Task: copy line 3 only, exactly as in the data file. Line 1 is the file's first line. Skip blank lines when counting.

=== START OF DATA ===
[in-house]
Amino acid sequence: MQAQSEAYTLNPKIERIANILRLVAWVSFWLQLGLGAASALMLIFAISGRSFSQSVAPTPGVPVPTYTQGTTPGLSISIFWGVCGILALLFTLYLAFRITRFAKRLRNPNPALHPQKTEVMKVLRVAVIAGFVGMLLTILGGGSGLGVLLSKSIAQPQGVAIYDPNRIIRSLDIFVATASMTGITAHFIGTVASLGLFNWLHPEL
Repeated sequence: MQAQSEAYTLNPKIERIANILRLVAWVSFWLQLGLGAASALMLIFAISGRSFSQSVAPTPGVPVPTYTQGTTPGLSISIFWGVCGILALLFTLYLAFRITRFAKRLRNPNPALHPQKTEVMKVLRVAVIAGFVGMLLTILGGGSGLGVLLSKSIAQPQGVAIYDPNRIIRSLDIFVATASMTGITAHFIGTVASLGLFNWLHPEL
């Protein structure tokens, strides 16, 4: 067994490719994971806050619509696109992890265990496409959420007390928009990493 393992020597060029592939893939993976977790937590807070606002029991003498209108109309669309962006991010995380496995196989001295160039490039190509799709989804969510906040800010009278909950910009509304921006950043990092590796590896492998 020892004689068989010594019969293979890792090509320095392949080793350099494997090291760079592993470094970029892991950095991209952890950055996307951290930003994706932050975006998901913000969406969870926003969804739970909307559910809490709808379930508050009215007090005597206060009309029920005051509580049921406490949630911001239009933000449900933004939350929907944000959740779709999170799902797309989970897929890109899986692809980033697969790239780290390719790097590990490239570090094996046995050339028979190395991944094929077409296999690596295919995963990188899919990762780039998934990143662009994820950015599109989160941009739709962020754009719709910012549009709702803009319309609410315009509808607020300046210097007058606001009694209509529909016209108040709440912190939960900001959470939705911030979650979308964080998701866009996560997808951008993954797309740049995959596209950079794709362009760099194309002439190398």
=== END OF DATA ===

Repeated sequence: MQAQSEAYTLNPKIERIANILRLVAWVSFWLQLGLGAASALMLIFAISGRSFSQSVAPTPGVPVPTYTQGTTPGLSISIFWGVCGILALLFTLYLAFRITRFAKRLRNPNPALHPQKTEVMKVLRVAVIAGFVGMLLTILGGGSGLGVLLSKSIAQPQGVAIYDPNRIIRSLDIFVATASMTGITAHFIGTVASLGLFNWLHPEL